mon 22/07/2024

The Conspiracy Files: Osama Bin Laden - Dead or Alive? BBC Two | reviews, news & interviews

The Conspiracy Files: Osama Bin Laden - Dead or Alive? BBC Two

The Conspiracy Files: Osama Bin Laden - Dead or Alive? BBC Two

Where is he?

Osama Bin Laden: Come out, come out, wherever you are

If Gordon Brown had slipped and fallen on the ice this weekend you could have expected at least a dozen conspiracy theories to have emerged on the internet. Why was David Miliband spotted studying a weather map the night before? Why had the PM’s aides suggested that particular pavement? And who controls the gritting lorries anyway?

The worldwide web is many things, and one of them is this festering, bottomless pit of paranoid conjecture – rich picking for a tough-minded series like BBC Two’s The Conspiracy Files, whose latest chosen subject was Osama Bin Laden. Or rather the lack of him.

There haven’t been any confirmed sightings of the world’s most wanted man since December 2001, when the al-Qaeda figurehead went to ground in the Tora Bora region of eastern Afghanistan - US Special Forces were only 800 metres from his lair, upon which they were directing ferocious air strikes. But why did the US government then refrain from going in for the kill? Round one to the conspiracy theorists.

Since then, like a forgetful uncle, Bin Laden has sent us irregular greetings, usually in audio form, but sometimes with pictures. Occasionally, like the so-called “October surprise”, one would drop on the doormat just days before the American Presidential elections (thus helping to ensure four more years of George W. Bush), or on President Obama’s first official visit to Saudi Arabia - so stamping on any threatened olive branches.

And there was something a bit fishy about these videotapes. What had happened to that greying beard?  Had the Big O taken to using Just for Men? (I didn’t make up that gag, by the way; a spoof video, “Black Beard the Terrorist”, was posted on YouTube shortly after Bin Laden’s dramatic reappearance). And why was he seen writing with his right hand, when he is left-handed? And the face looks too chubby for our famously long and lean holy terrorist.

Were any of the videotapes real? And if they are hoaxes, who is manufacturing them? Was it al-Qaeda, hoping to convince the world that their leader was still on top of events, or the US military-industrial complex, protecting the enormous profits ($240 billion from Afghanistan alone) from the continuing War on Terror?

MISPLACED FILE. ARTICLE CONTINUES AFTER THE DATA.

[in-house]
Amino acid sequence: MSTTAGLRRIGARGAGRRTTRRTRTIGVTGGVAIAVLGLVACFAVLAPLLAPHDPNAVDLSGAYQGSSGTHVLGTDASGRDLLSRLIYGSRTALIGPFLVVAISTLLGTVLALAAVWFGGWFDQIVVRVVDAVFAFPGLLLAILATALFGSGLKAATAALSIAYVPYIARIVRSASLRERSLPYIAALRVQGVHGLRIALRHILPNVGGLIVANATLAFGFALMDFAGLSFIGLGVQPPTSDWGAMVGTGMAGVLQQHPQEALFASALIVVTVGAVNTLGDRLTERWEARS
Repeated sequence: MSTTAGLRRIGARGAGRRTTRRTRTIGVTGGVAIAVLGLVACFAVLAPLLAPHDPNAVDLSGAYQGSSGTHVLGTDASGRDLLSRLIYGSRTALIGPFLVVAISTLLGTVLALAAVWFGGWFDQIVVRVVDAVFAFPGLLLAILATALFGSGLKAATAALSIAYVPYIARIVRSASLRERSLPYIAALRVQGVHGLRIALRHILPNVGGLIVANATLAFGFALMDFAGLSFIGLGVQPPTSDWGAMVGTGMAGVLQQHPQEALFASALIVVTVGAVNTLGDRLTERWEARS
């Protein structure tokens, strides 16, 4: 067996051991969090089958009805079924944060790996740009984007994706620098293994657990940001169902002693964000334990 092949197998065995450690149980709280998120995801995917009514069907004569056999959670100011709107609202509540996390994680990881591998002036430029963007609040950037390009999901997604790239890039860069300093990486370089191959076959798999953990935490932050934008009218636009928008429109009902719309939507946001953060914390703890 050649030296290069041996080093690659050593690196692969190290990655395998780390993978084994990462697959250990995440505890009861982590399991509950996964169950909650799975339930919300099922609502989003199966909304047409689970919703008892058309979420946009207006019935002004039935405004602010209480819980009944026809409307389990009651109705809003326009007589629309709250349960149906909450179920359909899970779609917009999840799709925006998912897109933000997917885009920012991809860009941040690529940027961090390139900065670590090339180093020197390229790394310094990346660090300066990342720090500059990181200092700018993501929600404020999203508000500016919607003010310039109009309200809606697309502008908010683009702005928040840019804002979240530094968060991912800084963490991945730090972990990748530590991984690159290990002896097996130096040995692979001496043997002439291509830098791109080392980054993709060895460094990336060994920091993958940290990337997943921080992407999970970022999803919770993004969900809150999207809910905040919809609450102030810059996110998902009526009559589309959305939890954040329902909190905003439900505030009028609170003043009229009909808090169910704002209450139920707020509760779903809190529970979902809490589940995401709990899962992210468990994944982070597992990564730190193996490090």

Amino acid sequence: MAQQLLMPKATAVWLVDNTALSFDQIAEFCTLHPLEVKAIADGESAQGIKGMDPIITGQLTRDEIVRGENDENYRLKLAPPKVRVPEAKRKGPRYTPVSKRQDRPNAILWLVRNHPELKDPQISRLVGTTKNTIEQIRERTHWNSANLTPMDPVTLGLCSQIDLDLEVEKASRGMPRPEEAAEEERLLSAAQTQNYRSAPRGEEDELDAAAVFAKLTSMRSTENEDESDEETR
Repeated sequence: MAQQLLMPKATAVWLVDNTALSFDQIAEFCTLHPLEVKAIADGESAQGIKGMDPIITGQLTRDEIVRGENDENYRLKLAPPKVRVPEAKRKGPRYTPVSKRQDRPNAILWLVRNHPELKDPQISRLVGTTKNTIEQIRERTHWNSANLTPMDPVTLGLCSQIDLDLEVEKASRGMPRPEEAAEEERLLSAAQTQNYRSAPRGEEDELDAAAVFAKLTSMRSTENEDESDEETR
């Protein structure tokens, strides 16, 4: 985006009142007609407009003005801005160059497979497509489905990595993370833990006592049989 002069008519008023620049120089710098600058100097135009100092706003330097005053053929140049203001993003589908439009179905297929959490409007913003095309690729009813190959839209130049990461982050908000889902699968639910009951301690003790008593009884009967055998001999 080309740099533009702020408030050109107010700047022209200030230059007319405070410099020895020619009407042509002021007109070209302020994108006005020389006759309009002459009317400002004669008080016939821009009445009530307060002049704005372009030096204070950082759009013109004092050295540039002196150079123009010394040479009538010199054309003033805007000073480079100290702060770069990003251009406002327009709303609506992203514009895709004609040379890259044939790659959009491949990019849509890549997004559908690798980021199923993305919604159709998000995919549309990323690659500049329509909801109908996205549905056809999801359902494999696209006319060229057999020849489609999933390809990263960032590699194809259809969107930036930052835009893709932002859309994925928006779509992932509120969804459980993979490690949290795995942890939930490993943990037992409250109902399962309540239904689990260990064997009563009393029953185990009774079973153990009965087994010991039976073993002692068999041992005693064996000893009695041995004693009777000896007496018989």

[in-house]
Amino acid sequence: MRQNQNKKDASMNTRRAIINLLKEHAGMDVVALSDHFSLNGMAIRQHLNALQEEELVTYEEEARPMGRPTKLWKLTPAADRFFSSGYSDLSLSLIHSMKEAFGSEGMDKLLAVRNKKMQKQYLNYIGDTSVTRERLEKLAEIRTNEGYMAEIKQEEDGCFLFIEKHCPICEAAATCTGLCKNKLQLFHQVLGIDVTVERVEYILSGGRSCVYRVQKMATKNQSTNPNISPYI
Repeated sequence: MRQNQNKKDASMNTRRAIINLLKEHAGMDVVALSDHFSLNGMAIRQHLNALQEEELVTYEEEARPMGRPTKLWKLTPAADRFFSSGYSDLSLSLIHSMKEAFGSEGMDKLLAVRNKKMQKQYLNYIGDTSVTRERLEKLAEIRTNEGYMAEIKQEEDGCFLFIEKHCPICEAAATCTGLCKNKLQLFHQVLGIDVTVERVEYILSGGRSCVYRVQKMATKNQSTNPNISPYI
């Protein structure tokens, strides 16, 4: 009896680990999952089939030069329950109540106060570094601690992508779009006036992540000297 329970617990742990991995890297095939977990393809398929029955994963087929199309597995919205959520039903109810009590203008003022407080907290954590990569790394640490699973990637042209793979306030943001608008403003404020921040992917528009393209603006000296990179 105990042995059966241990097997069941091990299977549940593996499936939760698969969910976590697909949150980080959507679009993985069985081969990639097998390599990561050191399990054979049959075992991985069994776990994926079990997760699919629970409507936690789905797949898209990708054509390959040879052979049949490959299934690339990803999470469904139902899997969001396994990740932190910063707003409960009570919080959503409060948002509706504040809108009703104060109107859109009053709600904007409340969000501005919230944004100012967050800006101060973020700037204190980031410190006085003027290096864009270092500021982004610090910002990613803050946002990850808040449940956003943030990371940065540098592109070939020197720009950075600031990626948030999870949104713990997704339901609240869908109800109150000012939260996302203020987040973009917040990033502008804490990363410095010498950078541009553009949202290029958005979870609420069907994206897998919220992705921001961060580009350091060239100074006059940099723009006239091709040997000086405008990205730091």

The latter theory found a spokesperson in David Ray Griffin, a retired philosophy professor in California, who has written a book on the matter – just as he has already published several other books detailing the Bush-Cheney administration’s alleged involvement in the 9/11 terrorists attacks. In this theory, Osama is simply a useful bogeyman in the US military master plan for regime change across the Middle East. In the obvious absence of any al-Qaeda representatives, Griffin was a lone voice for the conspiracy theorists.

He was up against a barrage of sceptics, including Robert Baer, the ex-CIA Middle East agent whose experiences inspired the 2005 George Clooney political thriller Syriana. "He's probably in the same bed next to Elvis Presley,” was Baer’s scathing comment on a French newspaper report that Bin Laden received kidney dialysis in Dubai in the months before 9/11, while the whole kidney disease story was pooh-poohed, but only after we had been told that Bin Laden had died from this organ ailment at Tora Bora.

It was all getting a mite confusing, which was probably the point, although you felt like you were being specifically fed information so that it could be snatched back later (which might also have been the point). My own sense was that there wasn’t quite enough of a conspiracy theory here to entirely justify the title. Or, rather, that this particular theory was all part and parcel of the larger paranoid post-9/11 world view dealt with earlier films in this series.

Anyway, aside from this bendy, travel sickness-inducing corniche of fact, rumour and fantasy (at one point the late Benazir Bhutto popped up to claim that Bin Laden had been murdered, only to contradict herself later), the jigsaw pieces of Rudin’s film eventually fell into place to give a clear picture of what is known of Bin Laden’s movements since the Twin Towers fell to the ground. Not much, in short.

The most compelling evidence against the videotapes' inauthenticity was, as so often, forensic. It came from a “leading expert in forensic image interpretation”, Andy Laws, who had the fancy software to back up his conviction that the man in all the videos – even the chap in the dyed beard – was in fact Bin Laden.

But opinion remained divided as to whether he is still alive now. Robert Baer remained unconvinced, while Pakistani journalist Hamid Mir, the last person to interview Bin Laden (in November 2001), says the wily mujahideen is still very much with us, and the secret of his survival is that he is "much cleverer and wiser than the American intelligence". The cock-up theory of history, in other words. But will this film have put the lid on this particular internet stew, or just have given it another damn good stir?

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